Security firm Trend Micro uncovered new crypto mining campaign, a cybercriminal gang has made nearly $75,000 by installing a Monero miner on vulnerable Linux servers.
The hackers are exploiting a five-year-old vulnerability in the Cacti “Network Weathermap” plugin and according to Trend Micro this campaign is linked to a previous cryptocurrency-mining campaign that used the JenkinsMiner malware.
In this last campaign that is targeting Linux servers, hackers exploited the CVE-2013-2618 vulnerability in Cacti plugin which is an open-source network monitoring and graphing tool.
“This campaign’s operators were exploiting CVE-2013-2618, a dated vulnerability in Cacti’s Network Weathermap plug-in, which system administrators use to visualize network activity.” reads the analysis pulished by Trend Micro.
“As to why they’re exploiting an old security flaw: Network Weathermap only has two publicly reportedvulnerabilities so far, both from June 2014. It’s possible these attackers are taking advantage not only of a security flaw for which an exploit is readily available but also of patch lag that occurs in organizations that use the open-source tool.”
The flaw could be exploited by attackers to execute arbitrary code on vulnerable systems, in this case, hackers downloaded and installed a customized version of XMRig, a legitimate Monero mining software (dada.x86_64 as of 01/28/2018, earlier named as xig or nkrb). XMRig supports both 32-bit and 64-bit Windows and Linux operating systems.
To gain persistence, hackers modified the local cron jobs to trigger a “watchd0g” Bash script every three minutes, the script checked if the Monero miner was still active and restarted it in case it was down.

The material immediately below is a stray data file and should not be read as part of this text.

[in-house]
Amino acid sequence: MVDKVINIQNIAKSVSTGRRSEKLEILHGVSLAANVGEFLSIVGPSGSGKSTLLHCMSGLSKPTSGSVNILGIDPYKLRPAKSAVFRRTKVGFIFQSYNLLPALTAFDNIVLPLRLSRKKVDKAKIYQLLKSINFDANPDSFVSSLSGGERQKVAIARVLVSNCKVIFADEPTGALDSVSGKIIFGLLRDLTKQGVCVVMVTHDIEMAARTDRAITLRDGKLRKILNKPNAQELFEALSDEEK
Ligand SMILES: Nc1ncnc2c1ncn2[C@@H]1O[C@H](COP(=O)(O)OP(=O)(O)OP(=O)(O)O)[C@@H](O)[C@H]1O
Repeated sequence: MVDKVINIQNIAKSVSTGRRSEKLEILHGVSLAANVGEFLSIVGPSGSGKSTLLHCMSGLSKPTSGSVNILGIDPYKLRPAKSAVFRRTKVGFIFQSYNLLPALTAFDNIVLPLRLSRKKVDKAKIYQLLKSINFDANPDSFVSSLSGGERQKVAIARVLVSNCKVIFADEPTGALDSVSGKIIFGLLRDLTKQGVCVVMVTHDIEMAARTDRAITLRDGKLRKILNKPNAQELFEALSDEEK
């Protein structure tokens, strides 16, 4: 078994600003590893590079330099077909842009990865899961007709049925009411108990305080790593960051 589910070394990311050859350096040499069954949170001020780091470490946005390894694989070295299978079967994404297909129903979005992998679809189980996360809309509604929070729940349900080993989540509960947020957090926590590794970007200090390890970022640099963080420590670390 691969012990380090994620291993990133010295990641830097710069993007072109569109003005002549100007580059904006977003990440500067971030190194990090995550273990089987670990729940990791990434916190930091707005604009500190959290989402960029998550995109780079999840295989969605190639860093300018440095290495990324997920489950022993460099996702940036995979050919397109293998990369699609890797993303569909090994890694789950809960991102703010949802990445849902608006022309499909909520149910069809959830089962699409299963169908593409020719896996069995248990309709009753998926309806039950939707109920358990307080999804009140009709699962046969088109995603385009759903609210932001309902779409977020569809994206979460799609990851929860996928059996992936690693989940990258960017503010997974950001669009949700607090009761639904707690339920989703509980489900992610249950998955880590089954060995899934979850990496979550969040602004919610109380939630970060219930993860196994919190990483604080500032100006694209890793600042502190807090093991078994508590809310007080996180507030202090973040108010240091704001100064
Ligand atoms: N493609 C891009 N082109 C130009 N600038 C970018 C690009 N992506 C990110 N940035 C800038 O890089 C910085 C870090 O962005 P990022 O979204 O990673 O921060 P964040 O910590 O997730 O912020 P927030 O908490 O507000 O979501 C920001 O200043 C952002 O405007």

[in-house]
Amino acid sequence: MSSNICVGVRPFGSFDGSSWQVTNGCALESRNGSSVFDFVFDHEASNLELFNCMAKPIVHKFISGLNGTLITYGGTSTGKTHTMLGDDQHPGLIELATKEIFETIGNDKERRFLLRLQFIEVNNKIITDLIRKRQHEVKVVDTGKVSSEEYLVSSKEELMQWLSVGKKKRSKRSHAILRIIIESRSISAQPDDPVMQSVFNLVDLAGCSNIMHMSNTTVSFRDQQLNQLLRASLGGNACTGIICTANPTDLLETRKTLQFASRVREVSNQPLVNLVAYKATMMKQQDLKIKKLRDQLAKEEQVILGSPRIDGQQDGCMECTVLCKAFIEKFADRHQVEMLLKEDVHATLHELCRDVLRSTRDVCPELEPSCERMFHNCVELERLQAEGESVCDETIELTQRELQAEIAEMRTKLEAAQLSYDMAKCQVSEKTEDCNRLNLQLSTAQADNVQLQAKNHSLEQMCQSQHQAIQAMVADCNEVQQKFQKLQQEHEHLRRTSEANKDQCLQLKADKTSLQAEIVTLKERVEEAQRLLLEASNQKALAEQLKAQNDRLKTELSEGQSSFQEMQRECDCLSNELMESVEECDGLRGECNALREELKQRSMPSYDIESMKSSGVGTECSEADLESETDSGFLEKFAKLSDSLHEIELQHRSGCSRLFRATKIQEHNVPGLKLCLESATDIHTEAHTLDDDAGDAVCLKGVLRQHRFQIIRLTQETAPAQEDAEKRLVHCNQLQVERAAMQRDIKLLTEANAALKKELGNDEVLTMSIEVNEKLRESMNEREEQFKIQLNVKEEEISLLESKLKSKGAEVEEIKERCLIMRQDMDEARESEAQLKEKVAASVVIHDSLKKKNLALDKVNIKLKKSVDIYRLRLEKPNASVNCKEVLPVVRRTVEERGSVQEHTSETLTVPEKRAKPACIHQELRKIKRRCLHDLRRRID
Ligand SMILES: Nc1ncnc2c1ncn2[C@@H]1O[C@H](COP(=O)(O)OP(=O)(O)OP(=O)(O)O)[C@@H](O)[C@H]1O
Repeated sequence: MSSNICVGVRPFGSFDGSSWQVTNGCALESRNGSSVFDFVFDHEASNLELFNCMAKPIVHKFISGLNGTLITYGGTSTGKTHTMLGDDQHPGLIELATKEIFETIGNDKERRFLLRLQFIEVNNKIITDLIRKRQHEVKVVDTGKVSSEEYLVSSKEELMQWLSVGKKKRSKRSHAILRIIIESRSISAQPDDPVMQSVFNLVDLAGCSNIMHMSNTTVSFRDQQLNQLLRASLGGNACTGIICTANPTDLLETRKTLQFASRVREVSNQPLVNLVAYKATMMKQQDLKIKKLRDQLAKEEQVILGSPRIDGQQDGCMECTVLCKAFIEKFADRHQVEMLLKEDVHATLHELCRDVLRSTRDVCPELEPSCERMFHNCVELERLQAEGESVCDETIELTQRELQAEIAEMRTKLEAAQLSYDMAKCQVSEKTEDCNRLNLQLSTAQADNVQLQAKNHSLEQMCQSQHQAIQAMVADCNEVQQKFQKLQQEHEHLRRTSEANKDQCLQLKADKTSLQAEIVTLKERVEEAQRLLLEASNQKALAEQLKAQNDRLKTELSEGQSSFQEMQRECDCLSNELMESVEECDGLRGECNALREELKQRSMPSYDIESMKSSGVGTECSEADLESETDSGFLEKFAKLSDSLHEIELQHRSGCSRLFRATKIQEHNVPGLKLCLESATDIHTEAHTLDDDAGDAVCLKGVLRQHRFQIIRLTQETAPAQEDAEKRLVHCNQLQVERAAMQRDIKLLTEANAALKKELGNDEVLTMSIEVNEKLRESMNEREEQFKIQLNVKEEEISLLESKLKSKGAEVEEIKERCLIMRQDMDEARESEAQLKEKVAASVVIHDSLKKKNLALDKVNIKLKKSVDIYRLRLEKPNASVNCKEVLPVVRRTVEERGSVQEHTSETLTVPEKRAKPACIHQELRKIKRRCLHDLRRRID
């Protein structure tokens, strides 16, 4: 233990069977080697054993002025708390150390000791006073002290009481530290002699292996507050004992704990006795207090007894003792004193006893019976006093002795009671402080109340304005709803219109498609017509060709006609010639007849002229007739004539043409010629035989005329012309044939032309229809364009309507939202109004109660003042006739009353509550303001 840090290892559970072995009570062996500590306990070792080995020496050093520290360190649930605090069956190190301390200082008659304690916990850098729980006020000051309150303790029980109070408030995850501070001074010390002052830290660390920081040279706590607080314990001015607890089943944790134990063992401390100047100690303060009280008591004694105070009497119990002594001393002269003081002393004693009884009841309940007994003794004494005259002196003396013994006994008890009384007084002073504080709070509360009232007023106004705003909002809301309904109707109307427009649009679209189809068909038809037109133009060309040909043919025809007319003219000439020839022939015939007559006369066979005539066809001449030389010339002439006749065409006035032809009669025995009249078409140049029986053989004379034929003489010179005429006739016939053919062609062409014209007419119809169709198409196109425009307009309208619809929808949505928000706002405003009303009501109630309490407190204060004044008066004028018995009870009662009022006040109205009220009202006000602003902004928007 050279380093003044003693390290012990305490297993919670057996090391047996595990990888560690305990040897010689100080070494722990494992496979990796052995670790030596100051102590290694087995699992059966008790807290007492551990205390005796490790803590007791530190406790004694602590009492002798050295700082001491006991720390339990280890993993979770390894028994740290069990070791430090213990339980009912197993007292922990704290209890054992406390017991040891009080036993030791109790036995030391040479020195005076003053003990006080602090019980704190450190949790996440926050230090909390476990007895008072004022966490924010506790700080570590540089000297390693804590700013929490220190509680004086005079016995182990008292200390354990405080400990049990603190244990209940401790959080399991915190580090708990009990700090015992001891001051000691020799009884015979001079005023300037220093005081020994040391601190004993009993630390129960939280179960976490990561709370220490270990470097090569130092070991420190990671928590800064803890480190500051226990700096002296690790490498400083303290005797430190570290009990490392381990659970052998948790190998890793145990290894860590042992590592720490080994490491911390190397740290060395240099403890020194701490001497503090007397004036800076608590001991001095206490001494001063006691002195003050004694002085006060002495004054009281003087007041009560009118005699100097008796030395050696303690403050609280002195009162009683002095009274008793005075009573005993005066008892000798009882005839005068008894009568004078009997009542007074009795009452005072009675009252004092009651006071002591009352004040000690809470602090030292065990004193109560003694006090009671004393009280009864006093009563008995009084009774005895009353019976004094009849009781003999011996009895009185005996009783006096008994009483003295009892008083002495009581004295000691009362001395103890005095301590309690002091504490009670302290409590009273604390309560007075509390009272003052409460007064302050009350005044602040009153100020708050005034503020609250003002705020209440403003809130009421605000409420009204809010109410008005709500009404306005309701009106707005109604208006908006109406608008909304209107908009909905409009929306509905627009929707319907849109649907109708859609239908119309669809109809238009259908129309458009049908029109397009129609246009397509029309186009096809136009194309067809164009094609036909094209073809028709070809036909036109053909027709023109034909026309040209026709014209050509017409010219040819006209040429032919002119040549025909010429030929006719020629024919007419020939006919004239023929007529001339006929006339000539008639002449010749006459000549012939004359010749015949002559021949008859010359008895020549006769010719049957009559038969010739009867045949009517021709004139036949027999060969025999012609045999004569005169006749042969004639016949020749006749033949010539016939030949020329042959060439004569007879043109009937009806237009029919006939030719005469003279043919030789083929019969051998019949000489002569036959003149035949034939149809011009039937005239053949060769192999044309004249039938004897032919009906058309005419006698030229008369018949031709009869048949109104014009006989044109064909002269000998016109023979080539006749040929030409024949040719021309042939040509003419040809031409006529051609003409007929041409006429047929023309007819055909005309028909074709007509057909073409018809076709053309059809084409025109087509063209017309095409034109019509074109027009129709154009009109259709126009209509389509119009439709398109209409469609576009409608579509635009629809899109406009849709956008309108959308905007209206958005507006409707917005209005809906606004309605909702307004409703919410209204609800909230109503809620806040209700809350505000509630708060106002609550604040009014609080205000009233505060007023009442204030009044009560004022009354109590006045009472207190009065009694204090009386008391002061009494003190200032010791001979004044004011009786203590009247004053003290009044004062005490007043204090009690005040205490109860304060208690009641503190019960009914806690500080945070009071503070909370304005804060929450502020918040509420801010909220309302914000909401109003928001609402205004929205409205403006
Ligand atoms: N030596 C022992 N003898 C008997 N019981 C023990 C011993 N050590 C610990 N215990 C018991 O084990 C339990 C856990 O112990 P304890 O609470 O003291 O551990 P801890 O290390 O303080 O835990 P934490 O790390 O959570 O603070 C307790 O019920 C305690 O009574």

“Code is written in /etc/rc.local, which means that each time a system is restarted, watchd0g.sh is executed. The modification of /etc/crontab results in watchd0g.sh being run every three minutes. It then modifies the Linux kernel parameter vm.nr_hugepages to the recommended value for mining Monero (XMR). It also ensures that the watchd0g.sh process runs or re-downloads and executes the file if it terminates.” continues the analysis.
The researchers analyzed five malware samples that led them to two unique login usernames, matching the Monero wallets where the mining pool payments are sent.
According to Trend Micro, hackers made approximately 320 XMR (roughly $75,000), most of the Linux servers were located in Japan (12%), China (10%), Taiwan (10%), and the US (9%).
Trend Micro recommends keeping internal to the environment data from Cacti and also keeping systems updated with the latest patches.
“While this allows systems or network administrators to conveniently monitor their environments (with just a browser bookmark, for instance), it also does the same for threat actors.” concluded Trend Micro.
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(Security Affairs – cryptomining campaign, Linux servers)